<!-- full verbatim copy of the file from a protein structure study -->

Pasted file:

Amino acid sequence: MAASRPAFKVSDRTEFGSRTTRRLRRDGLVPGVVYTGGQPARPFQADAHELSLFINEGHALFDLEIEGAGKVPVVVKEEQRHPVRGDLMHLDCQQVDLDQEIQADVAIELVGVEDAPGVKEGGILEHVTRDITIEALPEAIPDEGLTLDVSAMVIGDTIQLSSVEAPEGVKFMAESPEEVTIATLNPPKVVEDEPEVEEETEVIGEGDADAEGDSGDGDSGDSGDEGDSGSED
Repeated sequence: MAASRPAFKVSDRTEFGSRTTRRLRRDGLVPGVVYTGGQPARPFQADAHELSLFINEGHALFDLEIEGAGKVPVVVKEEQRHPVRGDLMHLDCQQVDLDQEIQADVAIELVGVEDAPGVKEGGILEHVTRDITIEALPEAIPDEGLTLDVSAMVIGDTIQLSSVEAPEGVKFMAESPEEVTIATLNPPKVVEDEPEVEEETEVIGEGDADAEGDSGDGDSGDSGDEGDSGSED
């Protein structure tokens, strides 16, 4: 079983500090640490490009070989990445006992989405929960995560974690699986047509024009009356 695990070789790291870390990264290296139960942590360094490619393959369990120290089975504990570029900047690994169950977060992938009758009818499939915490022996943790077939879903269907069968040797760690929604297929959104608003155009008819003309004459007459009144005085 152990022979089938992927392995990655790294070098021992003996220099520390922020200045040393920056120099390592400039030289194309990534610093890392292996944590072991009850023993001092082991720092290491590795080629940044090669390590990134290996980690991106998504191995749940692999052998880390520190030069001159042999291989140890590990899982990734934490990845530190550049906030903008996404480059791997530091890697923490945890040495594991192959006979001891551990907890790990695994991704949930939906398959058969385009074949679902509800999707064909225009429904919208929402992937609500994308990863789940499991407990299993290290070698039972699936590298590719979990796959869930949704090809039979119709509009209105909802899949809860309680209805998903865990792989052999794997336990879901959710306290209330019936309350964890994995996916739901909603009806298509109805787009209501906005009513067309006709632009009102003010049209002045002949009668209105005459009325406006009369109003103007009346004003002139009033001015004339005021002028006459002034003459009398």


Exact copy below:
Amino acid sequence: MAASRPAFKVSDRTEFGSRTTRRLRRDGLVPGVVYTGGQPARPFQADAHELSLFINEGHALFDLEIEGAGKVPVVVKEEQRHPVRGDLMHLDCQQVDLDQEIQADVAIELVGVEDAPGVKEGGILEHVTRDITIEALPEAIPDEGLTLDVSAMVIGDTIQLSSVEAPEGVKFMAESPEEVTIATLNPPKVVEDEPEVEEETEVIGEGDADAEGDSGDGDSGDSGDEGDSGSED
Repeated sequence: MAASRPAFKVSDRTEFGSRTTRRLRRDGLVPGVVYTGGQPARPFQADAHELSLFINEGHALFDLEIEGAGKVPVVVKEEQRHPVRGDLMHLDCQQVDLDQEIQADVAIELVGVEDAPGVKEGGILEHVTRDITIEALPEAIPDEGLTLDVSAMVIGDTIQLSSVEAPEGVKFMAESPEEVTIATLNPPKVVEDEPEVEEETEVIGEGDADAEGDSGDGDSGDSGDEGDSGSED
């Protein structure tokens, strides 16, 4: 079983500090640490490009070989990445006992989405929960995560974690699986047509024009009356 695990070789790291870390990264290296139960942590360094490619393959369990120290089975504990570029900047690994169950977060992938009758009818499939915490022996943790077939879903269907069968040797760690929604297929959104608003155009008819003309004459007459009144005085 152990022979089938992927392995990655790294070098021992003996220099520390922020200045040393920056120099390592400039030289194309990534610093890392292996944590072991009850023993001092082991720092290491590795080629940044090669390590990134290996980690991106998504191995749940692999052998880390520190030069001159042999291989140890590990899982990734934490990845530190550049906030903008996404480059791997530091890697923490945890040495594991192959006979001891551990907890790990695994991704949930939906398959058969385009074949679902509800999707064909225009429904919208929402992937609500994308990863789940499991407990299993290290070698039972699936590298590719979990796959869930949704090809039979119709509009209105909802899949809860309680209805998903865990792989052999794997336990879901959710306290209330019936309350964890994995996916739901909603009806298509109805787009209501906005009513067309006709632009009102003010049209002045002949009668209105005459009325406006009369109003103007009346004003002139009033001015004339005021002028006459002034003459009398």